Defending Olympic Judo champion Ole Bischof on what it will take to keep his gold medal
London, July 31, 2012
Germany’s celebrated judo star Ole Bischof will be in London hoping to win a second straight Olympic gold medal after his success in Beijing. Here he tells Laureus.com how unique the atmosphere is at the Olympic Games and how he is determined to win again at the age of 32.
Question: Were you a keen sports player when you were young?
Ole Bischof: Yes, I tried all kinds of sports – swimming, tennis, football.
Q: Can you tell us how you came to choose judo?
Ole: I was fascinated by the sport when I saw it the first time, especially I liked the outfit. I thought it was really cool. I really liked to grapple with my friends at school. I always felt it answered a natural drive in me, so judo was a good fit for me as my main sport of choice.
Q: Did you get support from your family?
Ole: My parents are both PE teachers and of course they supported me in finding the right sport for me. However they didn’t push me or make it easy for me. I had to get to practise on a bike every time, no car rides….
Q: Was there a point as a young judoka when you said to yourself ‘I can be an Olympic champion’?
Ole: Actually, yes there was. I watched the Olympic judo competition in 1988 in Seoul. Marc Meiling from Germany won the silver medal in the half-heavyweight and everybody around me was very enthusiastic about it. I knew Marc back then because I had trained with him. I was rather disappointed it was only a silver. I asked my father if I could win gold one day. My father just tapped me on my head and said ‘Sure you can’. Well 20 years later I did.
Q: You were making good progress in your career, then in 2004 you were replaced by Florian Wanner for the Athens Olympic Games. What was the story behind that?
Ole: It was a very simple decision. He was World Champion at that time and there was only one place on the team.
Q: Was that the low moment in your career?
Ole: No. In 2005, I suffered a knee injury that took me out of judo for more than five months. I actually recovered very fast, considering how bad the injury was, but that was very tough.
Q: Presumably your gold medal in Beijing was the highlight of your career?
Ole: Yes, absolutely, it is the highlight of my career. I enjoyed it so much, especially the time after and the celebration. The atmosphere at the Olympics is very unique. All these athletes coming together, it’s unbelievable. I hope we will see the same special spirit in London.
Q: You have had a great start to 2012 with the Grand Slam gold medal you won in Paris. You became the first German in 15 years to do that – how significant was that in Olympic Year?
Ole: That was very important for me. The Grand Slam in Paris is the most important tournament next to the Olympics - it is the Wimbledon for judo. To be the first German winning there after 15 years was a great honour for me. I also won the tournament in Dusseldorf and both of these successes have given me a tailwind for the Olympics in London.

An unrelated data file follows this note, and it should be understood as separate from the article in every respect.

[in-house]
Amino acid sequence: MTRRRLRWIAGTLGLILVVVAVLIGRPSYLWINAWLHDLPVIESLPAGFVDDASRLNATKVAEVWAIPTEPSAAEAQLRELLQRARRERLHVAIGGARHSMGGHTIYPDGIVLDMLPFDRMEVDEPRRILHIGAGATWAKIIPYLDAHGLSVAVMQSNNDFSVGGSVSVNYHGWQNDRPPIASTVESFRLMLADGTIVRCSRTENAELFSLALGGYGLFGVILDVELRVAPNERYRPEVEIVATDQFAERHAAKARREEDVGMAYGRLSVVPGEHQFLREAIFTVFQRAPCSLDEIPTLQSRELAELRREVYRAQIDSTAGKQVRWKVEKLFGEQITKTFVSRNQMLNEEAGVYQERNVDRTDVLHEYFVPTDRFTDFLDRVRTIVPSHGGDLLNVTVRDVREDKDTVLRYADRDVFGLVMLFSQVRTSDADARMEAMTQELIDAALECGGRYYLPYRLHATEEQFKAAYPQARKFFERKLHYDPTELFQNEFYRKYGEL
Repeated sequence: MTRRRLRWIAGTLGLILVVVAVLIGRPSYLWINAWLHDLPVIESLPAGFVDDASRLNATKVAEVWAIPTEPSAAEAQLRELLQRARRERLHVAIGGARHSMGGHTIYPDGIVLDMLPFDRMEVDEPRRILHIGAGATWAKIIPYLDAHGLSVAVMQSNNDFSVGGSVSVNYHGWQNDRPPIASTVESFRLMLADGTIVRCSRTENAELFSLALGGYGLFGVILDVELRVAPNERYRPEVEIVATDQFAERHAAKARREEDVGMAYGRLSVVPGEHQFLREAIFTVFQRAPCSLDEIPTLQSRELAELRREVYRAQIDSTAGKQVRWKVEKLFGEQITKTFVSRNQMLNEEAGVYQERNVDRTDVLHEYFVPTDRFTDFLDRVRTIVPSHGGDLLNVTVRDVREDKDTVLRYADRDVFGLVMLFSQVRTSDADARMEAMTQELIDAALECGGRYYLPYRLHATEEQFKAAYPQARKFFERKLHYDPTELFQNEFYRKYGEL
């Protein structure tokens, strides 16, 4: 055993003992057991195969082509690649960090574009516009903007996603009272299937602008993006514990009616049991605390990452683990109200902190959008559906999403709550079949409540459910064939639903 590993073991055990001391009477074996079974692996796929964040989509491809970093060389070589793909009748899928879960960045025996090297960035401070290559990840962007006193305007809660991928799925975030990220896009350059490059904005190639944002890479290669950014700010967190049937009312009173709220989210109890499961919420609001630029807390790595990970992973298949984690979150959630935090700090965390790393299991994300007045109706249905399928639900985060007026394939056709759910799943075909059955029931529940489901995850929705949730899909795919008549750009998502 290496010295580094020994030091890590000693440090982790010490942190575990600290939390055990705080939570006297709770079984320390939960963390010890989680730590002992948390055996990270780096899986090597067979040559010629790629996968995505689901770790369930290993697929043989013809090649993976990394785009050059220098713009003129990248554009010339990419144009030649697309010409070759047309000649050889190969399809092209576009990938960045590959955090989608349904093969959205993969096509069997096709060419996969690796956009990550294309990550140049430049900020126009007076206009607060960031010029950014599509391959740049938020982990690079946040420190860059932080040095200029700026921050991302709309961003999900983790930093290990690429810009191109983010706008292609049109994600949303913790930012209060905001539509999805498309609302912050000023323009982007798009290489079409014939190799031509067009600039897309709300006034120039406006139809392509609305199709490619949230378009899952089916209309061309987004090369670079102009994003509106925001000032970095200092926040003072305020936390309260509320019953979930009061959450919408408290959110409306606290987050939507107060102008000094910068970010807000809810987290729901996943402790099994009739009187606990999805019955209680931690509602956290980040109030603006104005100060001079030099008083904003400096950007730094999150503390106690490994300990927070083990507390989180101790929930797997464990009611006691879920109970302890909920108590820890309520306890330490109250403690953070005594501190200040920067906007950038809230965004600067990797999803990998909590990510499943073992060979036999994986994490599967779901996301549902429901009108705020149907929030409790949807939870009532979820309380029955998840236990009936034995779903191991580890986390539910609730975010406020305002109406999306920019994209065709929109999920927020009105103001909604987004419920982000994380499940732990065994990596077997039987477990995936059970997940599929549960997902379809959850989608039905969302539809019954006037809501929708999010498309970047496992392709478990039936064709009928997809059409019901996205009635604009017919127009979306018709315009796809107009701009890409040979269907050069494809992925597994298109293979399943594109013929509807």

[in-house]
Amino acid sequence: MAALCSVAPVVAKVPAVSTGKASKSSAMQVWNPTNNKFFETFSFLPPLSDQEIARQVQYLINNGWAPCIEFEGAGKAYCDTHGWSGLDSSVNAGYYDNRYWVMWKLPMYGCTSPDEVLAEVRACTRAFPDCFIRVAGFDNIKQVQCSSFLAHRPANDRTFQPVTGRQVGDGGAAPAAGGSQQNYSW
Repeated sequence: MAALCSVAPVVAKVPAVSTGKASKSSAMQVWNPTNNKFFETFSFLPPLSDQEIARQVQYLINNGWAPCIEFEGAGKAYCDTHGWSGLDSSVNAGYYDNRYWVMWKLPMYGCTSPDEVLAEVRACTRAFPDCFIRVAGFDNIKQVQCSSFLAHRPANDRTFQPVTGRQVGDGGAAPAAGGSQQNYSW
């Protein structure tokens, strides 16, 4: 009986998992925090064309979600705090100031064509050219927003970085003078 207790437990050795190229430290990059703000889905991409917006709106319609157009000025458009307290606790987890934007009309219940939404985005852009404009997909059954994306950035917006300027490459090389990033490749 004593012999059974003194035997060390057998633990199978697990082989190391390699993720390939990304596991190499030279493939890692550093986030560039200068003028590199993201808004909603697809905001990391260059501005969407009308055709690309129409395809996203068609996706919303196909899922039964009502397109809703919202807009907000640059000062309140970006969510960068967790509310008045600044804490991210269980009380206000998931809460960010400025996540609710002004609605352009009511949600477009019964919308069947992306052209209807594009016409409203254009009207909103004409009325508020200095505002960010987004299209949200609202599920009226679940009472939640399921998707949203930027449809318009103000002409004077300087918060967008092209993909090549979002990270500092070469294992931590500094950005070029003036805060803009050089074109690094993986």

Q: You are 32 that means you will be competing against younger judokas – does experience help in these situations?
Ole: In judo terms I am considered old, but that does not have to be a disadvantage.
Q: And what about your fitness? Are your preparations for the Olympics going well?
Ole: I will rest and do only some very short training to keep up my liveliness.
Q: Who are your main rivals for the gold medal in London?
Ole: Kim Jae-Bum from Korea and Leandro Guilheiro from Brazil. I have won and lost to each of them this year. So it will be close.
Q: You have been appointed a Laureus Ambassador, what does that mean to you?
Ole: I believe that successful sportsmen have a responsibility to give something back to society and to help disadvantaged young people. Laureus is using sport for social change and I really believe in this concept. You can reach young people either with playing with a ball or by using their natural instinct for fighting. Judo is an ideal sport to influence young people in the right way. Judo is all about fairness, it stands for respect for each other. We do have the Japanese traditional rituals like to bow to your opponent. And we never want to destroy each other, the goal is to make each other a better judoka. These values are important also outside the gym. Judo is also about courage. It teaches you to face challenges in general.
Q: Do you have favourite Laureus project?
Ole: We are in the build-up to start a judo project in Germany which I hope we can start soon.
Q: You are a rugby enthusiast. That seems unusual for a German, can you explain that?
Ole: Rugby is not big in Germany, but I really love the sport. It is judo with a ball. I am a supporter of the New Zealand All Blacks and whenever I can I watch a game live. I was delighted that they won the Rugby World Cup last October.